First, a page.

The U.S. Forest Service, in partnership with The Conservation Fund and the Halpin family, has protected 315 acres of property within the Caribou-Targhee National Forest.
Located approximately two miles west of Palisades Reservoir, the land, known as the McCoy Creek property, is completely surrounded by national forest land. According to the Forest Service, the property had been “previously approved for the development of 11 homes and was the centerpiece of a controversial land exchange proposal.”
“This particular private inholding has been a high priority for the Caribou-Targhee National Forest to acquire,” stated Tracy Hollingshead, District Ranger, Palisades Ranger District. “This acquisition will provide additional recreational opportunities for the public and reduce the potential for future conflicts,”
According to the Forest Service, Land and Water Conservation Fund monies were approved by Congress “and allowed the Forest Service, with assistance from The Conservation Fund, to acquire the land from Savit Associates represented by the Halpin family in Jackson, who was seeking a permanent conservation solution for their family land.”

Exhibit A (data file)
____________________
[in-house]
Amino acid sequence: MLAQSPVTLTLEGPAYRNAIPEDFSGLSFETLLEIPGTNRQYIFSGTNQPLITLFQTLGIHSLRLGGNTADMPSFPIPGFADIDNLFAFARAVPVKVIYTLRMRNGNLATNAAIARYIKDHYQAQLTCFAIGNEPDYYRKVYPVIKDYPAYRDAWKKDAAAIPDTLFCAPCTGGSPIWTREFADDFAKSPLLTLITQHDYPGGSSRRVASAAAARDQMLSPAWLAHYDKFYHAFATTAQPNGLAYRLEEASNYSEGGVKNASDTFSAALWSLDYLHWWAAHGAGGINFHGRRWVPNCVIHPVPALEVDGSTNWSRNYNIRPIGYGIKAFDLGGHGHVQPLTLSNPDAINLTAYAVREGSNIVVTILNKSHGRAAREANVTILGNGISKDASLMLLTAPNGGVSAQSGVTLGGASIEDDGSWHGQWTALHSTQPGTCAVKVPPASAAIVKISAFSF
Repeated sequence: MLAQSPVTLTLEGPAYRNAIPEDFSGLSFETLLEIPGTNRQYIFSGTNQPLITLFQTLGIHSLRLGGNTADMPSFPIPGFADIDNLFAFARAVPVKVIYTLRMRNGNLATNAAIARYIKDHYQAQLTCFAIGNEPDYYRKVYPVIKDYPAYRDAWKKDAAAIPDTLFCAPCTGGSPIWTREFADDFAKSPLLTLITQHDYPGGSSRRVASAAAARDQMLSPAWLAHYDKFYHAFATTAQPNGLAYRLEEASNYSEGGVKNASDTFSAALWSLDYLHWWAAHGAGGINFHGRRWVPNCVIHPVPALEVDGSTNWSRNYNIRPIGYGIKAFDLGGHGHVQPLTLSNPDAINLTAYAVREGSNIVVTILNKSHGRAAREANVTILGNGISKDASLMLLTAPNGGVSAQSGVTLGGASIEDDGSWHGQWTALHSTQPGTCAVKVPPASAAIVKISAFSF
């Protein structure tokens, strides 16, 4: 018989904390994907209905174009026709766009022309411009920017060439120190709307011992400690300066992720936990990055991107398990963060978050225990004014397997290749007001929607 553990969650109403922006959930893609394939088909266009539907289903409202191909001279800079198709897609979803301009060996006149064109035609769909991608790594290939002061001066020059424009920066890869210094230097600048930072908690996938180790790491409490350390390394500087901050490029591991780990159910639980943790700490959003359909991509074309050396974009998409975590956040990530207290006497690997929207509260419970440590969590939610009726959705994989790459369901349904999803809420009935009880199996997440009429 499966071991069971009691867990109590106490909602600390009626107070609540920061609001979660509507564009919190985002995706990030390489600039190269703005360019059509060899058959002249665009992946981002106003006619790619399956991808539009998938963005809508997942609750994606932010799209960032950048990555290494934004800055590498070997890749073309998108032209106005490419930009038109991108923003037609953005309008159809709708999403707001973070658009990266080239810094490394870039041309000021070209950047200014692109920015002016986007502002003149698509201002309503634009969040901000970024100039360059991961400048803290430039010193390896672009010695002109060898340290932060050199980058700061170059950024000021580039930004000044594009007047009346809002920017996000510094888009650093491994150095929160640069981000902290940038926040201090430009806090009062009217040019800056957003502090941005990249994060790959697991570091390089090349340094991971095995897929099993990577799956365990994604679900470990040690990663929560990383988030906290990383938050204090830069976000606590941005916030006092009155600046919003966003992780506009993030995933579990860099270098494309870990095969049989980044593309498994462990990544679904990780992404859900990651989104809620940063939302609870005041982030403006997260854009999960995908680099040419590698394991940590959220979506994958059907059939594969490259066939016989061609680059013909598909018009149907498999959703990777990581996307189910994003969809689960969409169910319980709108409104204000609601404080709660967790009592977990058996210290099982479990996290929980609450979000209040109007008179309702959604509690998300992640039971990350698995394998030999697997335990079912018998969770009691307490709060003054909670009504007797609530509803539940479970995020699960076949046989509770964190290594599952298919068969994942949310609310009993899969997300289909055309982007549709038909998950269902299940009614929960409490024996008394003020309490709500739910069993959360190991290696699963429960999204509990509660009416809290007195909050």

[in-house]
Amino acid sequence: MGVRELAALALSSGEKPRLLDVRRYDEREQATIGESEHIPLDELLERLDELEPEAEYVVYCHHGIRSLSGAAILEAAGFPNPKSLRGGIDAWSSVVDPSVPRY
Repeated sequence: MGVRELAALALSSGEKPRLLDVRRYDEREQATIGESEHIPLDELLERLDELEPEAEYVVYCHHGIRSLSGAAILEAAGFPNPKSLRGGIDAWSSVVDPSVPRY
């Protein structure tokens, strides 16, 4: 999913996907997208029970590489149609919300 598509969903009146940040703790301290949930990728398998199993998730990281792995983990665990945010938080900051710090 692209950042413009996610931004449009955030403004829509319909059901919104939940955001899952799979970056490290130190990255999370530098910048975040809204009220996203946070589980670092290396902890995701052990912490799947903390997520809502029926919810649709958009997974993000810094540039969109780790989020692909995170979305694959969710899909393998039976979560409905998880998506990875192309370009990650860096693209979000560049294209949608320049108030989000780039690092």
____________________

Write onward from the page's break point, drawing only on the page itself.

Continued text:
“Preservation is the best option for this property,” said Luke Lynch, Wyoming State Director for The Conservation Fund. “It helps to keep communities safer from the risk of wildfires and, with its significant recreational and wildlife values, it’s a critical addition to the Caribou-Targhee National Forest. We’re grateful to all of our partners for their cooperation and to the Idaho congressional delegation for their foresight and their support of the Land and Water Conservation Fund, which gives us the opportunity to protect important natural areas like these before they are lost forever.”
According to the Forest Service, the McCoy Creek property is also “essential for maintaining access to the area’s popular recreational opportunities, such as hunting, fishing and snowmobiling.”
“Our family is leaving a legacy for future generations,” said Mike Halpin, the landowner. “The Conservation Fund has given us the opportunity to fulfill that legacy, and we are proud to see the property become part of the Caribou-Targhee National Forest for the public to enjoy.”